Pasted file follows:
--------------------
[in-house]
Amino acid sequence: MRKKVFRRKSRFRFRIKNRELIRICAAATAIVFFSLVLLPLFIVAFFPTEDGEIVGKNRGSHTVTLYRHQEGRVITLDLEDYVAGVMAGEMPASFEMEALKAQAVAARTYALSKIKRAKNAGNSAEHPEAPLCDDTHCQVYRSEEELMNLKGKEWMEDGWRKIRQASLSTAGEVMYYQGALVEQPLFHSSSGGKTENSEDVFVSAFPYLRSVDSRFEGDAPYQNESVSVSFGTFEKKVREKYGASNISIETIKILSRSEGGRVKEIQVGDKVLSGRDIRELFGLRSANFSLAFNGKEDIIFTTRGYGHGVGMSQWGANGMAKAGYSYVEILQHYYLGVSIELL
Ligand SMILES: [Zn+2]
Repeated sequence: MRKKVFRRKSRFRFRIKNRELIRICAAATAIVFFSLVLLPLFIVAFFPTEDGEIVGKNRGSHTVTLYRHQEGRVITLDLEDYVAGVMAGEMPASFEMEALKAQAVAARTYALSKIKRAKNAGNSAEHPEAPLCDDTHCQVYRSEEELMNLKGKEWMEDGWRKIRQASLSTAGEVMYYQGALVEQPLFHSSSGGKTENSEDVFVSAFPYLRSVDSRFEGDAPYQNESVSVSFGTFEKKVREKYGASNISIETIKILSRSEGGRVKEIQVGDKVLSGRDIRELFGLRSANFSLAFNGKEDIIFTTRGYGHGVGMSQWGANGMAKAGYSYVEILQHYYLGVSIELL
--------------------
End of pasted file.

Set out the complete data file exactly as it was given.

[in-house]
Amino acid sequence: MRKKVFRRKSRFRFRIKNRELIRICAAATAIVFFSLVLLPLFIVAFFPTEDGEIVGKNRGSHTVTLYRHQEGRVITLDLEDYVAGVMAGEMPASFEMEALKAQAVAARTYALSKIKRAKNAGNSAEHPEAPLCDDTHCQVYRSEEELMNLKGKEWMEDGWRKIRQASLSTAGEVMYYQGALVEQPLFHSSSGGKTENSEDVFVSAFPYLRSVDSRFEGDAPYQNESVSVSFGTFEKKVREKYGASNISIETIKILSRSEGGRVKEIQVGDKVLSGRDIRELFGLRSANFSLAFNGKEDIIFTTRGYGHGVGMSQWGANGMAKAGYSYVEILQHYYLGVSIELL
Ligand SMILES: [Zn+2]
Repeated sequence: MRKKVFRRKSRFRFRIKNRELIRICAAATAIVFFSLVLLPLFIVAFFPTEDGEIVGKNRGSHTVTLYRHQEGRVITLDLEDYVAGVMAGEMPASFEMEALKAQAVAARTYALSKIKRAKNAGNSAEHPEAPLCDDTHCQVYRSEEELMNLKGKEWMEDGWRKIRQASLSTAGEVMYYQGALVEQPLFHSSSGGKTENSEDVFVSAFPYLRSVDSRFEGDAPYQNESVSVSFGTFEKKVREKYGASNISIETIKILSRSEGGRVKEIQVGDKVLSGRDIRELFGLRSANFSLAFNGKEDIIFTTRGYGHGVGMSQWGANGMAKAGYSYVEILQHYYLGVSIELL